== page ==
By engaging only with the symbolic values of the Obama presidency, liberals have set themselves up for a resistance that is unable to fully respond to Trump’s policies. This is not to underplay the value that seeing a black president has for a nation founded with the notion that black people were not even human beings. Not at all, this is not a flat rejection of the role of symbols in politics outright. But understanding the presidency through its symbolic value alone does a disservice to those who lived in the shadow of the decisions made by that president. Particularly if that presidency oversaw the bombing of seven countries or a staggering foreclosure crisis at home. Politics exist in the material world and have material consequences and those must be grappled with.
The failure of the Bush-era liberal resistance should serve as a warning. The emphasis on Bush’s personality left liberals unable to articulate the structural forces that enabled the Iraq war or the widespread use of torture. They still won numerous symbolic victories—until recently the image of Bush was that of a total moron. “Bushisms” adorned gag-gift calendars and Will Ferrell’s performance as a bumbling frat boy informed other Bush parodies. The Daily Show built a small media empire out of skewering Bush with a knowing glance and the show’s alumni make up a notable contingent of contemporary political television.
But not only did Bush get eight years in office, the various members of his administration have found well-respected second political lives. Even Bush himself has finally found rehabilitation in liberal circles not because of anything he did, but because he took a photo hugging Michelle Obama people found charming. “Miss Me Yet?” went from the slogan of a conservative to an actual liberal position. If nothing else, symbolic victories are fleeting.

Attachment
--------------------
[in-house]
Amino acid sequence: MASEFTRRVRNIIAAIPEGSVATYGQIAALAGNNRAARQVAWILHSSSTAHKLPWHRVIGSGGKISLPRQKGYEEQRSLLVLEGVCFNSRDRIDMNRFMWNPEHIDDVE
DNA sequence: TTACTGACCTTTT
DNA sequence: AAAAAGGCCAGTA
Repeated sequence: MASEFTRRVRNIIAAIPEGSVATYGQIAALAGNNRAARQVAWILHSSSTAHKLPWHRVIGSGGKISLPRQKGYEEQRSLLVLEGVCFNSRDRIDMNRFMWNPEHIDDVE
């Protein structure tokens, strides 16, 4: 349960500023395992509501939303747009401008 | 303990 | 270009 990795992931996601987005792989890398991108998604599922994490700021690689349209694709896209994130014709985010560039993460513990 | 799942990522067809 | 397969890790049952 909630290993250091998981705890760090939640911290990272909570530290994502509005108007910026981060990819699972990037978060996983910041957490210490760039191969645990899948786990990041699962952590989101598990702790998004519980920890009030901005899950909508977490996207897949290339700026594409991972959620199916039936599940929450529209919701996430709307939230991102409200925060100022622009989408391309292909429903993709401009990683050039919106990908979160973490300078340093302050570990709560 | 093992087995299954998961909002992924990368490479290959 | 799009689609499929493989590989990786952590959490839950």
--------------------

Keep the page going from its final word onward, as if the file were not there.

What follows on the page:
And it is recalling the Bush administration and Iraq specifically that there is another reason to be leery of the emphasis liberals have placed on the symbolic—the escalation of nationalist rhetoric. While liberals have never been unpatriotic as charged by conservatives—Clinton and Obama both touted the myth of American exceptionalism repeatedly on the campaign trail, it was Madeline Alrbight that called America the “indispensable nation,” etc.—their expression of nationalism became a more prominent part of their discourse since Trump’s victory. One does not have to go very far into resistance circles to find people placing American flags on their profiles or decrying Trump as uniquely un-American. Keith Olberman, who runs a web show literally called, “The Resistance” has an image of himself draped in an American flag as his avatar on social media. Trump’s brand of nationalism cannot be beat or discredited by engaging in a “better” nationalism. If a similar embrace of nationalism among liberals during the lead-up to the Iraq war is any indication, it’s that any “type” of nationalism lends itself to being used for violent and destructive ends.
Only by recognizing that symbolic victories cannot occupy an outsized portion of the resistance does change become possible. And there is an appetite for this kind of change—whether it’s the fact that a majority of Americans now want a nationalized healthcare system or that even a right wing poll like the one conducted by The American Culture and Faith Institute suggested that 4 in 10 Americans are open to socialism, it is clear maintaining the status quo alone is not sustainable in the long run. This means expanding the political imagination beyond what liberalism alone has offered—imagining only a better version of the existing system is insufficient. Ronald McDonald may raise his fist in solidarity on a t-shirt, but he won’t be there for us when it counts.